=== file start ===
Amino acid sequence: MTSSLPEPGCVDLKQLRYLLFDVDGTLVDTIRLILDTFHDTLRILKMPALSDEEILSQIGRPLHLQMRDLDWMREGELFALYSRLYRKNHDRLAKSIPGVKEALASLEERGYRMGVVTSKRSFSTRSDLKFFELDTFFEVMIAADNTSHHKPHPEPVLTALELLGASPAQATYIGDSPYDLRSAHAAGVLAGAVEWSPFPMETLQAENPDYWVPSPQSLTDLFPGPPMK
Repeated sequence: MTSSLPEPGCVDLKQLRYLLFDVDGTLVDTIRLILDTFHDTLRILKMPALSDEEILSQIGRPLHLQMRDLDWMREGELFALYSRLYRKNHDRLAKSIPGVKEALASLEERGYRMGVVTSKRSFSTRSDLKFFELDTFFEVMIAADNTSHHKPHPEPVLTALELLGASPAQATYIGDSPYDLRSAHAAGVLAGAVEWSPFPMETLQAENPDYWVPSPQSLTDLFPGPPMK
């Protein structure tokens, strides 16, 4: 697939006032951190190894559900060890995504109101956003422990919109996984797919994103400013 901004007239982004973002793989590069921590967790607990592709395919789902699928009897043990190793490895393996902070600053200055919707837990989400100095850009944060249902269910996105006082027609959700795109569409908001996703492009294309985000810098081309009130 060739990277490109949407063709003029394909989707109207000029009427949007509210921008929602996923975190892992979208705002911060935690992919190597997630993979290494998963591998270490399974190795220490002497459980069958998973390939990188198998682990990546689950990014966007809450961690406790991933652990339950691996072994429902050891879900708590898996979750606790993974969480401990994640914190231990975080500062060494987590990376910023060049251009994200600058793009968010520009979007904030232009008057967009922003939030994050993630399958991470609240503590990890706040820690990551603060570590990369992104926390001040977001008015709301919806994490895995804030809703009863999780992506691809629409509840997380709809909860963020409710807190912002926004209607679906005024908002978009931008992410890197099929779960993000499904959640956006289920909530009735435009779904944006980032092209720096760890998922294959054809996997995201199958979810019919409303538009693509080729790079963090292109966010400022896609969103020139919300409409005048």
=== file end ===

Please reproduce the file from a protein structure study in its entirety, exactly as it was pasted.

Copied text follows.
Amino acid sequence: MTSSLPEPGCVDLKQLRYLLFDVDGTLVDTIRLILDTFHDTLRILKMPALSDEEILSQIGRPLHLQMRDLDWMREGELFALYSRLYRKNHDRLAKSIPGVKEALASLEERGYRMGVVTSKRSFSTRSDLKFFELDTFFEVMIAADNTSHHKPHPEPVLTALELLGASPAQATYIGDSPYDLRSAHAAGVLAGAVEWSPFPMETLQAENPDYWVPSPQSLTDLFPGPPMK
Repeated sequence: MTSSLPEPGCVDLKQLRYLLFDVDGTLVDTIRLILDTFHDTLRILKMPALSDEEILSQIGRPLHLQMRDLDWMREGELFALYSRLYRKNHDRLAKSIPGVKEALASLEERGYRMGVVTSKRSFSTRSDLKFFELDTFFEVMIAADNTSHHKPHPEPVLTALELLGASPAQATYIGDSPYDLRSAHAAGVLAGAVEWSPFPMETLQAENPDYWVPSPQSLTDLFPGPPMK
């Protein structure tokens, strides 16, 4: 697939006032951190190894559900060890995504109101956003422990919109996984797919994103400013 901004007239982004973002793989590069921590967790607990592709395919789902699928009897043990190793490895393996902070600053200055919707837990989400100095850009944060249902269910996105006082027609959700795109569409908001996703492009294309985000810098081309009130 060739990277490109949407063709003029394909989707109207000029009427949007509210921008929602996923975190892992979208705002911060935690992919190597997630993979290494998963591998270490399974190795220490002497459980069958998973390939990188198998682990990546689950990014966007809450961690406790991933652990339950691996072994429902050891879900708590898996979750606790993974969480401990994640914190231990975080500062060494987590990376910023060049251009994200600058793009968010520009979007904030232009008057967009922003939030994050993630399958991470609240503590990890706040820690990551603060570590990369992104926390001040977001008015709301919806994490895995804030809703009863999780992506691809629409509840997380709809909860963020409710807190912002926004209607679906005024908002978009931008992410890197099929779960993000499904959640956006289920909530009735435009779904944006980032092209720096760890998922294959054809996997995201199958979810019919409303538009693509080729790079963090292109966010400022896609969103020139919300409409005048």